Micah Idris Harrigan is the prince of the muggy South Philly summer. The 10-year-old entrepreneur sells cold cups of homemade lemonade—five flavors, plus a weekly special—at his pop-up stand, Micah’s Mixx, which draws both social media fans and random passersby seeking a way station when the city’s concrete sidewalks are hot as pizza stones. Sure, lots of kids put up lemonade stands, but Micah’s Mixx isn’t some cutesy piggy bank project; Harrigan has an LLC, branded merch, and his own debit card for expenses, thank you very much. Here, the bottled-beverage tycoon-in-training explains how he got his start and what the future might hold. —Adam Erace
Lemonade is my backup plan. My dream job is to be a soccer player, but my mom was like, “Before you start all that, you need a plan B,” and that’s how I came up with the idea for Micah’s Mixx around a year and a half ago. I just love lemonade because it’s one of the only foods or drinks that doesn’t have a ton of ingredients in it. I’m picky so I like simple stuff that tastes good. My business combines my love for lemonade and my love for helping people. Hard times are happening due to coronavirus, and lemonade can make people happy and refreshed.
We used to make the lemonade at home. My mom ordered a bunch of ingredients, and we set up her old bartending stand with a handwritten sign outside our house. We have five flavors: classic lemon, strawberry, blue raspberry, watermelon, and peach. We also have special editions every day, like cherry-lime, lavender, and mango. We sell it for $3 for a bottle, or two for $5.
At first we sold out (my family and mom’s friends always bought it), but it got cold so we didn’t do many stands. Then COVID-19 came, and we had to wait a couple more months before we could start up again. This summer we started doing more pop-ups and collaborations around Philadelphia. The first was with Rally Coffee, and it was the most lemonade we ever sold: 150 bottles in less than an hour. A lot of people have gotten to know me because of these pop-ups. Social media has also helped. It’s been a chain reaction: We went from 137 followers to 800 followers in less than a week, and today we’re at 3,800. Now we have a kitchen that we work out of. It was taking over my mom’s kitchen.
Most businesses don’t start out like that. A lot of people in my neighborhood are saying it’s good to have Black businesses going up, because in old times, Black people didn’t have as many chances as white people to do something. So you see a Black kid starting his own business, and he’s becoming really popular. That seems good to everyone.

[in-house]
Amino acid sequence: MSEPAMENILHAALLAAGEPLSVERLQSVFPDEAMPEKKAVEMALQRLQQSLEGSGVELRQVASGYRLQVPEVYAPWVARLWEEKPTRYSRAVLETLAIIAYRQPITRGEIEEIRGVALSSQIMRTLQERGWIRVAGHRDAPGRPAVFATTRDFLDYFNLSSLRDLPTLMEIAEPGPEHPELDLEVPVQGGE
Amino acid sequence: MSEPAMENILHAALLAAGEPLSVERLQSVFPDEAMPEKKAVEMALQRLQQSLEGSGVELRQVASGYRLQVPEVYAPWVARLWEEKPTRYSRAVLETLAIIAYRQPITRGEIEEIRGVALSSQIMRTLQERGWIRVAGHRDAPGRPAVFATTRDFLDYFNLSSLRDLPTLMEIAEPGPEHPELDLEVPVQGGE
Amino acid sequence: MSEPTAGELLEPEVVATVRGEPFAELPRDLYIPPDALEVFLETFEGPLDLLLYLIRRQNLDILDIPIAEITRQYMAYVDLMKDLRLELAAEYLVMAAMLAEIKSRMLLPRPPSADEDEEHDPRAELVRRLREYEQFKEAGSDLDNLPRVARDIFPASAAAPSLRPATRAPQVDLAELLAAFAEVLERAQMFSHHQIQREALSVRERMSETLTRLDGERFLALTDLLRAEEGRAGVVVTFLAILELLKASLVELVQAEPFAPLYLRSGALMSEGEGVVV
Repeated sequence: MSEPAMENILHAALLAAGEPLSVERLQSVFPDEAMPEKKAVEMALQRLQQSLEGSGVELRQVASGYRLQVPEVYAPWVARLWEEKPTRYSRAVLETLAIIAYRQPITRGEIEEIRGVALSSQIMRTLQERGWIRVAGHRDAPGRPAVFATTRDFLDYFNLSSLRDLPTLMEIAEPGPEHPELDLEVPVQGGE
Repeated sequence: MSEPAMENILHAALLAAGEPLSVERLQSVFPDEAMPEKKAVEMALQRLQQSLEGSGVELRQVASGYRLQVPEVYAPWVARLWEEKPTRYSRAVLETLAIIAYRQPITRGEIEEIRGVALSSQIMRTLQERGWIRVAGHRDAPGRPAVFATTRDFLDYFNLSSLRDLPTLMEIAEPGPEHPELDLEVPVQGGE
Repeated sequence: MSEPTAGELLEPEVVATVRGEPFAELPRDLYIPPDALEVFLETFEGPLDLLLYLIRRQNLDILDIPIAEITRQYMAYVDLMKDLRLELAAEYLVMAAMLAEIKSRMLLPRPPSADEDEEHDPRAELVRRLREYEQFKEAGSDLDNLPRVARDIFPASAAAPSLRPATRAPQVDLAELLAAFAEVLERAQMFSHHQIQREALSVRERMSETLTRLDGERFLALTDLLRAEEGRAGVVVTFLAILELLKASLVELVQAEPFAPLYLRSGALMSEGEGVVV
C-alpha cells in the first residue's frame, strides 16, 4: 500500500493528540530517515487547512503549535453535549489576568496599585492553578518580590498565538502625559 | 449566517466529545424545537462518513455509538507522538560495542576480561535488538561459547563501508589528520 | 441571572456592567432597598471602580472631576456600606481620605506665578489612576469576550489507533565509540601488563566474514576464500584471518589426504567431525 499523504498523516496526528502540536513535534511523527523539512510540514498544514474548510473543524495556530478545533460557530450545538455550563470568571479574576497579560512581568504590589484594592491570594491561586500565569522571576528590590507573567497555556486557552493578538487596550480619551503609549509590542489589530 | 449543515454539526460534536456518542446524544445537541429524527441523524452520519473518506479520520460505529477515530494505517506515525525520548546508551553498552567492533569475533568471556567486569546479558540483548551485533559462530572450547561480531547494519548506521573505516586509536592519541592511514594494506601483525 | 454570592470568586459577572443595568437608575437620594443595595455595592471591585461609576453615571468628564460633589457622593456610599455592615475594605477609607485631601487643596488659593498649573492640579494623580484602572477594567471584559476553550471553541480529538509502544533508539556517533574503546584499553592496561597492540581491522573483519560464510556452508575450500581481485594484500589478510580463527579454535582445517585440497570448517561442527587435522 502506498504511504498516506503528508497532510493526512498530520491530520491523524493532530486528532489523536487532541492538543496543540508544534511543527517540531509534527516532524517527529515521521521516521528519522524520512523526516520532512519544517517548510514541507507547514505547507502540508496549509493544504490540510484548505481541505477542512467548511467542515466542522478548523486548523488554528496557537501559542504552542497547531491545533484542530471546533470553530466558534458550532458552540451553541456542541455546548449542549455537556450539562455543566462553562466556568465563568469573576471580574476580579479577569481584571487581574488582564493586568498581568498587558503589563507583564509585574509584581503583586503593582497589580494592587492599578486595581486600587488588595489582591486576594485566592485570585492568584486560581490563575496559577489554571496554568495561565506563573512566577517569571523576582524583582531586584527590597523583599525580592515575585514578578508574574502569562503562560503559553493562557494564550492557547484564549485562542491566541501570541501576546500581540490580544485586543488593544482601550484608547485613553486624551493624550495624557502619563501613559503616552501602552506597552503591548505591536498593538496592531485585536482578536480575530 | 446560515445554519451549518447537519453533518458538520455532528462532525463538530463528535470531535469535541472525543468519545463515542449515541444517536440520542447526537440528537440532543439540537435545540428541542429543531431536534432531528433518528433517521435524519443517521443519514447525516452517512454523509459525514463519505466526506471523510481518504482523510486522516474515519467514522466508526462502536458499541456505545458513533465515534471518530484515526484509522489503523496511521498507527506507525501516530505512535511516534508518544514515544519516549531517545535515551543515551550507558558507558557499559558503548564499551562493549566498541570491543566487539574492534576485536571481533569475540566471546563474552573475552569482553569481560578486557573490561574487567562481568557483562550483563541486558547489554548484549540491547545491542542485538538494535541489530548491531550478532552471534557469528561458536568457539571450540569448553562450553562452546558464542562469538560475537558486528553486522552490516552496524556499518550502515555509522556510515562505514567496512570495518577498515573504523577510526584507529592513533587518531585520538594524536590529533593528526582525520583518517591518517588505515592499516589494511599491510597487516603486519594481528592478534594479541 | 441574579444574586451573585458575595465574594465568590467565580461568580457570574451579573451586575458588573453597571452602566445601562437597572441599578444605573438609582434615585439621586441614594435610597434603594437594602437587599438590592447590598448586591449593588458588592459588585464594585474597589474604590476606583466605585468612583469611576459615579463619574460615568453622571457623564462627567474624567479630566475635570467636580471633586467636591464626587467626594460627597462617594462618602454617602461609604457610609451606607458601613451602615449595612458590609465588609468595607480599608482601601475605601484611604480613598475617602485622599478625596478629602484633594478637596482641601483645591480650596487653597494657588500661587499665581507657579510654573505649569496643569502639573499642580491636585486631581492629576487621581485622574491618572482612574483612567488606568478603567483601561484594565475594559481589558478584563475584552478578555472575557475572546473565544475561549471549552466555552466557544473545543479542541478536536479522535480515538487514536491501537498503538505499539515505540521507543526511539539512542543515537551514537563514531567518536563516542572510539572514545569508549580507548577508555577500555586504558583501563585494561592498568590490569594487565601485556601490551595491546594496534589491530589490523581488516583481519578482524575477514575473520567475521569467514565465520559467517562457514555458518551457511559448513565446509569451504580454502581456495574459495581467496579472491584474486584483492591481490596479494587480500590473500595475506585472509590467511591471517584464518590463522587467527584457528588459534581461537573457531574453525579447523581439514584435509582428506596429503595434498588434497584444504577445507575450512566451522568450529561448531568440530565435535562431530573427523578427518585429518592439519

It feels awesome that I have achieved something in my life at a very young age. I’m inspired by other businesses: Amazon, Microsoft, Walmart, Target, and video game companies. I like video games. We work every day—one day we’re preparing the lemonade, one day we’re selling—but we take breaks and I’ll play Roblox or Minecraft. I don’t really play Fortnite anymore. Too much drama with the players online.
Micah’s Mixx wouldn’t be possible without my mom. Working with her is the best. She has two jobs, second-grade teacher and bartender—she can cut a box of fruit in seconds! Teaching is to pay for house expenses, and bartending is to pay for the things that we do for fun. My mom taught me to work for what you need. We have been best friends my whole life, and I love her. She is my partner in business, and always will be.
She’s the money person. She won’t even let me buy an Oculus Rift! She’s saving the money for me to go to college, but I would also like to save up to go back on the same four-day cruise to the Bahamas I went on for my ninth birthday. The food was amazing, especially their chicken noodle soup. I would get it every night for dinner, even though it was 100 degrees outside. It was really nice to get to see a lot of new places from my culture, because in the Caribbean there seemed to be a lot of Black people.
We’re also saving for a trailer to sell our lemonade on the road. My mom told me it’s better to go to different places so more people know you. If we just stayed in South Philly the whole time, we’d only get the same customers. In a couple of years, I think I might have a storefront, maybe two if we’re lucky. We would sell out of restaurants, we would have advertisements, and have a lot of other businesses as our friends.
School’s online next year, so I’ll do my work and then make lemonade, I guess. I’m transferring to a performing arts school. I sing. I can dance too. And act. Soccer, singing, dancing, acting, lemonade. I’m a penta-threat.
Originally Appeared on Bon Appétit